Studies have not provided any evidence that COVID-19 vaccination during pregnancy would have an adverse effect. But given how little is currently known, vaccination is not currently recommended during pregnancy. The recommendation is to get vaccinated after your pregnancy. 

If you have any health conditions that put you at a higher risk of severe illness from COVID-19, then the benefits of vaccination during pregnancy may outweigh the (theoretical) risks. Talk to your doctor about whether vaccination during pregnancy might be the better option.

If you are vaccinated during your pregnancy, please report it to Lareb. Lareb is conducting research on the safety of COVID-19 vaccination during pregnancy. All pregnant women can participate in the study during their pregnancy through Mothers of Tomorrow.

Can I breastfeed after being vaccinated?

Yes, you can. There are no indications the vaccine enters breast milk or reaches the child through breastfeeding.

One or two vaccinations

When is one vaccination enough?

A single vaccination is enough in the following situations:

  • If you had COVID-19 within the past six months. The infection already gave you some immunity, so one dose of a vaccine is enough to offer effective protection. The exception is people in medical high-risk groups whose immune systems are severely compromised. Those groups are listed here:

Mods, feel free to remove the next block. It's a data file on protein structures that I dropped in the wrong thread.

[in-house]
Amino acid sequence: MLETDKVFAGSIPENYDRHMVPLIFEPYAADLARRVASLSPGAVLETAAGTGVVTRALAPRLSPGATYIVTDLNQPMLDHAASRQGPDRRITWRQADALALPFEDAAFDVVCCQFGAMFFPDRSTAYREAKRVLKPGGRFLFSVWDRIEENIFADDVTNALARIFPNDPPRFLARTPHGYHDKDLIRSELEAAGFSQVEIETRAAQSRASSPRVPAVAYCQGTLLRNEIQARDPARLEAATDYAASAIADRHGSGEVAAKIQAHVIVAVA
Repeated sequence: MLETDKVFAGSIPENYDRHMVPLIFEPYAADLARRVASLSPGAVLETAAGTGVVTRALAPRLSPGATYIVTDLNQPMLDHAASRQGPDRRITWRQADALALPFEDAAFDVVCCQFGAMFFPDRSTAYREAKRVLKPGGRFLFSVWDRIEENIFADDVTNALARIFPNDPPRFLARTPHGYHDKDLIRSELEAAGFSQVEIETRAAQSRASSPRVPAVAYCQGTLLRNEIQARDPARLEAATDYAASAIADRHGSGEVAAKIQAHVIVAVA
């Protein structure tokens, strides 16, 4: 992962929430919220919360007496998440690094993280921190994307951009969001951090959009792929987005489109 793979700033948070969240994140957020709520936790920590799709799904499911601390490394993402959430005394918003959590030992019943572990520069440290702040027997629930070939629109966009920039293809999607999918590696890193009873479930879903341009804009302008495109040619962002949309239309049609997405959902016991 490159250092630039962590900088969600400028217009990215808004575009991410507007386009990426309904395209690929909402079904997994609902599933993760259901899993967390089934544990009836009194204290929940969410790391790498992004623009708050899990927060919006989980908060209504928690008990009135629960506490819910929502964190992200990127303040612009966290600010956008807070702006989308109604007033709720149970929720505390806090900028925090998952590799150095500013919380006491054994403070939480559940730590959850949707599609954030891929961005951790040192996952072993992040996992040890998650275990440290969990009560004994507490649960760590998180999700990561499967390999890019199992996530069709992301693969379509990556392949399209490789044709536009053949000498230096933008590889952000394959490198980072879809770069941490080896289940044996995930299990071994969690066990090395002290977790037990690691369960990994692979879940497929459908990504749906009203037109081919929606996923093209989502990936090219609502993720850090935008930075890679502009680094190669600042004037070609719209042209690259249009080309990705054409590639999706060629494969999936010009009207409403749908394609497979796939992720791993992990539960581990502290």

• If you are vaccinated with the Janssen vaccine. This is a single-dose vaccine, so you receive one vaccination.

When do I get two vaccinations?

  • If you are vaccinated with the vaccines made by Pfizer/BioNTech (Comirnaty), Moderna or AstraZeneca, you will receive two vaccinations with the same brand of vaccine. 
     
  • Patients whose immune systems are severely compromised will receive two vaccinations: https://www.rivm.nl/en/covid-19-vaccination/professionals/prioritisation-medical-risk-groups
     
  • If you get COVID-19 after your first vaccination, the recommendation is to get the second vaccination. We know from research that one vaccination after an infection less than six months ago provides sufficient protection. We do not know if this is also the case if you get COVID-19 after the first vaccination.

Is it possible for me to receive two vaccinations, even if I had COVID-19 before the first vaccination?

Yes, you can do that. It is not necessary, but it is allowed and it is not a problem.  

How do I know for sure if I had COVID-19?

If you received a positive test result within the past 6 months from the Municipal Public Health Services (GGDs), your GP or the hospital, then you can be sure that you had COVID-19.

I think that I had COVID-19, but I did not get tested. What is the recommendation?

If you are not sure whether you had COVID-19, and you were not tested, then it is not certain that you had COVID-19. The recommendation is to get vaccinated both times.